Changing Relations Between Fan Cultures and Industry: The Legitimation Paradox

Research output: Contribution to journalArticle

Abstract

The ways that fans of popular media engage with their preferred texts are changing and expanding rapidly. Over the past ten years, there has been a rapid growth of creative communities, largely online, devoted to producing and sharing fanart, creating and photographing costumes, translating, subtitling, editing videos, modifying games, and more. Beginning in 2013, the first large scale discourse analysis to address fanfiction was conducted by the present researcher. It was concerned not only with the construction and consolidation of social ideology but with processes of change: how discourse is solidified, adapted and/or undermined. In the work eventually published as Fanfiction and the Author: How Fanfic Changes Popular Cultural Texts, the study established that fanfic operates through a paradox of legitimation. It argued that through fanfic attempts to legitimate itself through appeal to the very construction of authorship it subverts, an ultimately Romantic conception of the lone male genius imbued with the powers of originality. Using the cult television texts Sherlock (BBC), Game of Thrones (HBO) and Supernatural (CW) as a case study, discourse theory adapted from Foucault was utilized to establish that discursive formations from the source text can be de- and re-constructed, sometimes consolidating canon’s constructions, but at other times, altering Othered characterizations and criticising statements from canon. Paradoxically, however, this process both utilizes and functions through the capital of the already-empowered: the White male Author, and/or the White male protagonists of the series. Prior to the publication of Fanfiction and the Author, my primary focus was written text. The researcher has since gone on to utilize multi-modal tools in the study of fanvids, artwork, and even musical conventions. In the second part of the article, it will be explained how changing media affordances of sites like Tumblr critique and undermine traditional conceptions of authorship and authority through their structure as modes of engagement as much as their content, and finally suggest some strategies of engagement for industry professionals.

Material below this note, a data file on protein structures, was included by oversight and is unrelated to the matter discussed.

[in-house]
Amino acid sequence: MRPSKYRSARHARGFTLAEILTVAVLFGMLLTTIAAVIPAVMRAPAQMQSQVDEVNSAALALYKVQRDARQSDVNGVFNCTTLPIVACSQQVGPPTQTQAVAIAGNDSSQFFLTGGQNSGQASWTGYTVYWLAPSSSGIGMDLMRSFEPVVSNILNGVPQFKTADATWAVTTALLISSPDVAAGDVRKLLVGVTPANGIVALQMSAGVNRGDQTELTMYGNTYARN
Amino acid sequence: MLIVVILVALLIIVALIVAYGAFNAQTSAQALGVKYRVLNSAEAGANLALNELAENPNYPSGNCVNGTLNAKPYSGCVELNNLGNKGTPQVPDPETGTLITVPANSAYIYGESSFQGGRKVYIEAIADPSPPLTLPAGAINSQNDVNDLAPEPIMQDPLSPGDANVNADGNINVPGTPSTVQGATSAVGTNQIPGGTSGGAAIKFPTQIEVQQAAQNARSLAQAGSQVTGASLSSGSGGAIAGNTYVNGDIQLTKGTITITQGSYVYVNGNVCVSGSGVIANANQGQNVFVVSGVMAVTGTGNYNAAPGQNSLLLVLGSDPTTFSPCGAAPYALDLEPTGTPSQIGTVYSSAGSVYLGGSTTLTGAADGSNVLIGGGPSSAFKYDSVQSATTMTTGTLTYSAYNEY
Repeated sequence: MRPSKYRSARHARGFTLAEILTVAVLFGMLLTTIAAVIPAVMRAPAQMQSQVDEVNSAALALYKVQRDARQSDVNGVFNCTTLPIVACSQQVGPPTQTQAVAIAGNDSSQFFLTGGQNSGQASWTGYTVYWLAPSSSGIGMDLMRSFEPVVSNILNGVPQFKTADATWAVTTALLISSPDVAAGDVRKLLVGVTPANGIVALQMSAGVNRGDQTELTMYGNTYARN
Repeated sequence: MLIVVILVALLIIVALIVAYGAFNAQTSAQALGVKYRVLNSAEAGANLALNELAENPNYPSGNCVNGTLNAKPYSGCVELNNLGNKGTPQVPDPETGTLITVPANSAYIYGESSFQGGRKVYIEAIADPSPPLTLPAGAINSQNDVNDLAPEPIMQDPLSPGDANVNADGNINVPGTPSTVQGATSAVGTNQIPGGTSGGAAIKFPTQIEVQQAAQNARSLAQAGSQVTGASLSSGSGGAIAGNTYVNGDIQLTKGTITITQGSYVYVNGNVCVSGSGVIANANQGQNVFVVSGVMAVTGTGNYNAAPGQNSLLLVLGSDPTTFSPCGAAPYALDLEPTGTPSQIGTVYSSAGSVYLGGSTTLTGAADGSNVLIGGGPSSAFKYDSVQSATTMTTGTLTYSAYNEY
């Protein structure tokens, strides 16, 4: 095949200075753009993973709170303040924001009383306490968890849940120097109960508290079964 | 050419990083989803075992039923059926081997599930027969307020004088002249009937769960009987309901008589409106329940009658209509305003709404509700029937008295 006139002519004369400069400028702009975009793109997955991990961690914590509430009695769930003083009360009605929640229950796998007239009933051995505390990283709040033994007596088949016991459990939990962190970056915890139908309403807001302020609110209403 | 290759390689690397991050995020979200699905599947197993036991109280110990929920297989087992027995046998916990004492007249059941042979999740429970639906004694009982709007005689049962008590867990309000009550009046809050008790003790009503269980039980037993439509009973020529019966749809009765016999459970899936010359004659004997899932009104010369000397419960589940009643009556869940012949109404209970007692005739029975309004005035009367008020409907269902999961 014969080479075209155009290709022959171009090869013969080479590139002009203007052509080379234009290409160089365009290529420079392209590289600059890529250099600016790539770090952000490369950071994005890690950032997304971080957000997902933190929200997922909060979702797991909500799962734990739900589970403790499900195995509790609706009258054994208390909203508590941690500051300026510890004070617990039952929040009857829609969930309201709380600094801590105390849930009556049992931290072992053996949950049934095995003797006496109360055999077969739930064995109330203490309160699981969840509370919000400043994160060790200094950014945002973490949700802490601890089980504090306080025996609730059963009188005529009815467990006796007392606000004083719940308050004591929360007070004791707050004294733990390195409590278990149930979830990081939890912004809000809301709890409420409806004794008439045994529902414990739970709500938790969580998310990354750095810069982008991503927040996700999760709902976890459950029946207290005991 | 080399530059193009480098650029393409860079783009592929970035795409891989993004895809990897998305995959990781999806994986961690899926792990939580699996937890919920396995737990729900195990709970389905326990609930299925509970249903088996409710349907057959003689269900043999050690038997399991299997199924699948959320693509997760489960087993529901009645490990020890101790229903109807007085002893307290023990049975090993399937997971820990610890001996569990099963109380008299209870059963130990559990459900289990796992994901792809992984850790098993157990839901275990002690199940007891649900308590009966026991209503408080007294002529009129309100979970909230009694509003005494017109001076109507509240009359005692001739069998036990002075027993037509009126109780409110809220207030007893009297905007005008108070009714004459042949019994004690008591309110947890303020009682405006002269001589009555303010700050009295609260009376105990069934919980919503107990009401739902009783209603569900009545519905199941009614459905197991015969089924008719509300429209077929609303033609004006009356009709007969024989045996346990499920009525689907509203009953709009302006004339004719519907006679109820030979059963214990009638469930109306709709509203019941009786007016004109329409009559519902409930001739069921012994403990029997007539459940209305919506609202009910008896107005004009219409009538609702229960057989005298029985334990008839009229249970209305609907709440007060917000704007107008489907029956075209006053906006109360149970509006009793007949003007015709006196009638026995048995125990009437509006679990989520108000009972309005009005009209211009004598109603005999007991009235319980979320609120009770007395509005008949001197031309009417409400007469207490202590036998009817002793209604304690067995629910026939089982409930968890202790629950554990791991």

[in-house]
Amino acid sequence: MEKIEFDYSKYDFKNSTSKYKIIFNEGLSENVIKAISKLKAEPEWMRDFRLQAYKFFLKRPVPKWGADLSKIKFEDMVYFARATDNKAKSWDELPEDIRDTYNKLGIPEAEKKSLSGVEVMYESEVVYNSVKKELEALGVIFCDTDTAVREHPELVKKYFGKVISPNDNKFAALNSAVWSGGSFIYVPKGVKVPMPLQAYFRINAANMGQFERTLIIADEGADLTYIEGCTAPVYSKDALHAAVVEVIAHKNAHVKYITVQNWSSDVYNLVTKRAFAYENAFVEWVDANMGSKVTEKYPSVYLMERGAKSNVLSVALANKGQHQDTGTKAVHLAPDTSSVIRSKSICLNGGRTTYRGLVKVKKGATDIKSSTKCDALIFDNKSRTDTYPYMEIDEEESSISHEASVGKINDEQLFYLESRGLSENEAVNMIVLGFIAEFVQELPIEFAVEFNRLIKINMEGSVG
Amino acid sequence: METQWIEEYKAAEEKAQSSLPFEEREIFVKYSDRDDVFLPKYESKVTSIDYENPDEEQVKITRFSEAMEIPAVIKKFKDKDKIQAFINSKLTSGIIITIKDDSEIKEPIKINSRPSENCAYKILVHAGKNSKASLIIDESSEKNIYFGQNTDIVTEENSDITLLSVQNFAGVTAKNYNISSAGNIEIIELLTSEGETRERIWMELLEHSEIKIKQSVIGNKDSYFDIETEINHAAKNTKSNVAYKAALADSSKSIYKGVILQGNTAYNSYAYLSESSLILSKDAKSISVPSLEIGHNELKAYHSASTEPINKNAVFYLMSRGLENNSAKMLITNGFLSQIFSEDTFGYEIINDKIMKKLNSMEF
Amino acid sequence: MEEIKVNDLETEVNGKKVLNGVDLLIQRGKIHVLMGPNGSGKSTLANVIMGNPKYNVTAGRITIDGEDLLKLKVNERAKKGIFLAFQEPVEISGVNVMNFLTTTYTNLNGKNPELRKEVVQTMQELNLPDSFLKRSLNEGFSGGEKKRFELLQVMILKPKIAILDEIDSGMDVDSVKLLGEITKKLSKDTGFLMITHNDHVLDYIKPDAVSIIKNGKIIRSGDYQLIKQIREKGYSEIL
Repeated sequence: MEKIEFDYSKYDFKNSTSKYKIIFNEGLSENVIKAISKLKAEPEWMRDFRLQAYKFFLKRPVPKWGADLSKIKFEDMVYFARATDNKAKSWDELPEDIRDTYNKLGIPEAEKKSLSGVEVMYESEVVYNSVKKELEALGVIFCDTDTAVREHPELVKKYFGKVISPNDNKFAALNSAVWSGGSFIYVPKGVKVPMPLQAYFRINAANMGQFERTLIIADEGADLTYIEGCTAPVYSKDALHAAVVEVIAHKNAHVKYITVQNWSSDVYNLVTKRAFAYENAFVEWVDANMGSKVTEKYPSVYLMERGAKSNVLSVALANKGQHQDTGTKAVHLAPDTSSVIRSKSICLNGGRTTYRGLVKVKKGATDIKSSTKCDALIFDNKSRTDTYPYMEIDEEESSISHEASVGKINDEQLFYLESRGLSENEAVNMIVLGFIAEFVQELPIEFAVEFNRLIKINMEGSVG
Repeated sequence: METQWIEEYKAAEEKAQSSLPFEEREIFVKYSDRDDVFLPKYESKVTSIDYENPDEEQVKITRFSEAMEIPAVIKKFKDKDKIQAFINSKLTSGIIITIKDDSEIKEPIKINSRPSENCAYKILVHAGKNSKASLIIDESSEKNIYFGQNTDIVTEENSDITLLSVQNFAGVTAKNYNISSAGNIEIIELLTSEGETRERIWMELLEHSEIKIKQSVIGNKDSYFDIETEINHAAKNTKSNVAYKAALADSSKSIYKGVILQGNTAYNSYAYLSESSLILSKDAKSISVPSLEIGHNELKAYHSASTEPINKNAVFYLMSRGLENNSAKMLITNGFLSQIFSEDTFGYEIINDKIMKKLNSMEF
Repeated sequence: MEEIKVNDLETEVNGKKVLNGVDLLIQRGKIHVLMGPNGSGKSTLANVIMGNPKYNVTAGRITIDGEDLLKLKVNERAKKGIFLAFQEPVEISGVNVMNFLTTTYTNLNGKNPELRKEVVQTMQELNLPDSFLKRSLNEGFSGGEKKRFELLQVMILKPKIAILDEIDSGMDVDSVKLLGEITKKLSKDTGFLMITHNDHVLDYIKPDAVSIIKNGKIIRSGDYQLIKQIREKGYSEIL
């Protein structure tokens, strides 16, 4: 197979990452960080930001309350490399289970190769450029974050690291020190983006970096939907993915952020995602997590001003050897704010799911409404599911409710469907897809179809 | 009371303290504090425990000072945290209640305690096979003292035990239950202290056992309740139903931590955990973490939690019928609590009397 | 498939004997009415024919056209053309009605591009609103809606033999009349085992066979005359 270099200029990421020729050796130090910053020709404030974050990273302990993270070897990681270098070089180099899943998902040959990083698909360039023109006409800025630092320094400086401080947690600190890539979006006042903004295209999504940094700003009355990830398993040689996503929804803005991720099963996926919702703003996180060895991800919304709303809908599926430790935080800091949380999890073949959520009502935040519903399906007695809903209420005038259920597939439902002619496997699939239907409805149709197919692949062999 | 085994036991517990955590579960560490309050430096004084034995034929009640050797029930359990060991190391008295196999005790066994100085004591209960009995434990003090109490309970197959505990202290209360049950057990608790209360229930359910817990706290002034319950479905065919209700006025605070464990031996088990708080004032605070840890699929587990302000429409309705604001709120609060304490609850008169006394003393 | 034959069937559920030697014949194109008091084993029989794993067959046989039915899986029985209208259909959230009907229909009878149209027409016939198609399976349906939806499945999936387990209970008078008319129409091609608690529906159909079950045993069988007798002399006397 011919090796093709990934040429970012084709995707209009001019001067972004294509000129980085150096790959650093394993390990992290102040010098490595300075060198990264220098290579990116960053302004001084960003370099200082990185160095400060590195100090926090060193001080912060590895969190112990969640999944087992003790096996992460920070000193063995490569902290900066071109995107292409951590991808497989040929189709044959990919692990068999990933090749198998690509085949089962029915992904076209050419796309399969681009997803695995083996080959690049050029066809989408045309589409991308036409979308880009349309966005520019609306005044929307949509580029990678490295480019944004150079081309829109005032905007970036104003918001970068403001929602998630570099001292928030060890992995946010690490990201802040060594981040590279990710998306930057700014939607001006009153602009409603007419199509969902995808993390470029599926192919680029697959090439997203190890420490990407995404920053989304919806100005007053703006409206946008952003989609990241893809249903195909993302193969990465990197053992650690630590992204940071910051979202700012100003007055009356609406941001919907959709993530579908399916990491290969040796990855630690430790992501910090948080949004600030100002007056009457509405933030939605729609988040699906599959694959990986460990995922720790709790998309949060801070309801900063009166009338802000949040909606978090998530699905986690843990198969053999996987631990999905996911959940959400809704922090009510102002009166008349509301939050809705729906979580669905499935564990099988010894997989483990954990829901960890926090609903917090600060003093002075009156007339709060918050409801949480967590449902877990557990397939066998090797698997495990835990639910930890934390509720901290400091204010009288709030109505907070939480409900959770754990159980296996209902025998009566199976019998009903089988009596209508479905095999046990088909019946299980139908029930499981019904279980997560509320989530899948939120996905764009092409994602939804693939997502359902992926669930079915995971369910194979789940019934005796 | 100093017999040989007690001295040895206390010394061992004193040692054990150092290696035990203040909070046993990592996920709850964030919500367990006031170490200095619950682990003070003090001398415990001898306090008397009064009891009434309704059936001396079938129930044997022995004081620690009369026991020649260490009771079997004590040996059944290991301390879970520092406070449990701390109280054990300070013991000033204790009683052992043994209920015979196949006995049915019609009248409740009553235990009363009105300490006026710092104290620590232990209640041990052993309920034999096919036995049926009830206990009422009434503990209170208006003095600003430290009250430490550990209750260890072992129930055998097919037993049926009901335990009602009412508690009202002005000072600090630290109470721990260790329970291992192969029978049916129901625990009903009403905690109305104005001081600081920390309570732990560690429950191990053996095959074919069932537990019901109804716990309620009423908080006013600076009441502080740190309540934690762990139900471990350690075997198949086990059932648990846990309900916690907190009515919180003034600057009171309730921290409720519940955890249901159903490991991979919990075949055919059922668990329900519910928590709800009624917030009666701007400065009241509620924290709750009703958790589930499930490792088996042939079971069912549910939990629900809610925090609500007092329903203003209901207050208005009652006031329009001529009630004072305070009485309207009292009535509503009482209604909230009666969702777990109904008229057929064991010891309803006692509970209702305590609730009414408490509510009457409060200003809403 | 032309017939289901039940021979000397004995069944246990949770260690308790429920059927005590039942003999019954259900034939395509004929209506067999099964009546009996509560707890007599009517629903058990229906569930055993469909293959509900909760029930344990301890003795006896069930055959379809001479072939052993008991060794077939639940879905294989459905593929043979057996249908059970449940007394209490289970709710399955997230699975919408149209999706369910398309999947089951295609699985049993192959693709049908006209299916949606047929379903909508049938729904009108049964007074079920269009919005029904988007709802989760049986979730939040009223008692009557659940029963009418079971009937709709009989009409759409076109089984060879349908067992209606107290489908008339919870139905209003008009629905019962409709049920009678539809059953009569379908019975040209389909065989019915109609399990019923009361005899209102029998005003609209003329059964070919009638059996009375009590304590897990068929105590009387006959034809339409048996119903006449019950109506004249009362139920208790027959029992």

Original languageEnglish
Pages (from-to)6-11
JournalJournal of Management Practices, Humanities and Social Sciences
Volume3
Issue number1
Publication statusPublished - 27 Jun 2019

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